Pollution Technology has increased a lot in the last century and this created inventions that changed the world as it was known the humans, but these inventions and the industry of these inventions did create new problems that humans never faced before. Because of this increase of pollution new problems came to humans, for example, human health problems such as heart problems, lung problems, and skin problems. One more bigger problem is the rise of the temperature because of the global warming which will increase the temperature in the earth’s atmosphere and then the temperature will start to melt the ice around the world which will increase the sea level and this will create a lot more bigger problems, and these are only some of the problems
Unfortunately in the end Willy receives appreciation for his inner talents rather than his skills being a salesman. This goes to show how one will never get attention from others by pretending to be who they are not. Furthermore, the author reinforces Willy 's talent with his hands when he plants seeds in his garden prior to committing suicide. The planting of the seeds can be considered a form of symbolism and Willy 's acceptance that life would go on without him. The seeds Willy plant also represent the legacy he leaves behind as a handyman rather than a salesman.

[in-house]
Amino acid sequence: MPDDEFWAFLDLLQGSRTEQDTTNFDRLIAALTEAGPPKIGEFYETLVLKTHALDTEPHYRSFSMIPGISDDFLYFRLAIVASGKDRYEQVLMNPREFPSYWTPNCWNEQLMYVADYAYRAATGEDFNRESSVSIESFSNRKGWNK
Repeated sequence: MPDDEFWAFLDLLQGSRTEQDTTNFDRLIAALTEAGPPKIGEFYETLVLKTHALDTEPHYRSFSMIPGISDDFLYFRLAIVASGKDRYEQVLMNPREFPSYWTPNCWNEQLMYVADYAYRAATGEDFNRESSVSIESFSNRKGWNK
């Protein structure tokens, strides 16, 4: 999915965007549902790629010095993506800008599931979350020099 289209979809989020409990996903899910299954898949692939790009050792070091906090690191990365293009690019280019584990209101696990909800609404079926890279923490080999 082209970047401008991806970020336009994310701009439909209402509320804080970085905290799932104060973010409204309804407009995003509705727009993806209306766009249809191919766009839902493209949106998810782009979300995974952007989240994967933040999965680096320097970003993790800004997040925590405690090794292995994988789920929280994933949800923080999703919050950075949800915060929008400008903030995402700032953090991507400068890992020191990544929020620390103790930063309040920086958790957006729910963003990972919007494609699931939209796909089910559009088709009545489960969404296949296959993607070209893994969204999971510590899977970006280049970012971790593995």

Willy is a man being torn between the two poles of love and force, of man’s own drive and initiative, cool and calculated effort on one hand, and his environment on the other hand. Fusion of Expressionistic, Realistic and Rhetoric styles Willy’s father loved carpentry; Willy loves gardening and sports; Biff loves sporting and Nature. These are symbolic of man’s basic and fundamental need
We learn that Willy is a salesman, who is has only had minor success. Willy blames this on the fact that he is not well liked. In the beginning of the play Willy has had a car accident and his wife Linda wants him to ask his boss if he can work only in New York instead of having to travel. When we see Willy in a flashback he appears to be happy and affectionate with his sons, who seem to return the affection.
He has a Job, two kids, and a wife. Willy is a salesman who dreams to be like his role model, Dave Singleman. Singleman - in Willy perspective- had the ultimate successful life, as expressed in this quote: "Cause what could be more satisfying than to be able to go, at the age of eighty-four, into twenty or thirty different cities, and pick up a phone, and be remembered and loved and helped by so many different people?" [Act 2] Willy believed that success, was equivalent to how well liked he was. Willy's 'flaw' was his foolish pride, his persistence of achieving "his rightful status".
Willy believes that he wishes to purchase his wife a new refrigerator even though she is satisfied with what they have. As he strives to live the American dream he honors those who have been victorious at doing so, like his successful brother. Additionally he penalizes those who did not make any efforts towards that ideal or achieve it, like his son Biff, and for the most part prominently himself. The unattainable dream that he has lived all his life was struggling to achieve has brought him to complete disappointment and a loss of wisdom in his judgments. Willy formed a reality for himself where eventual result of his disenchantment.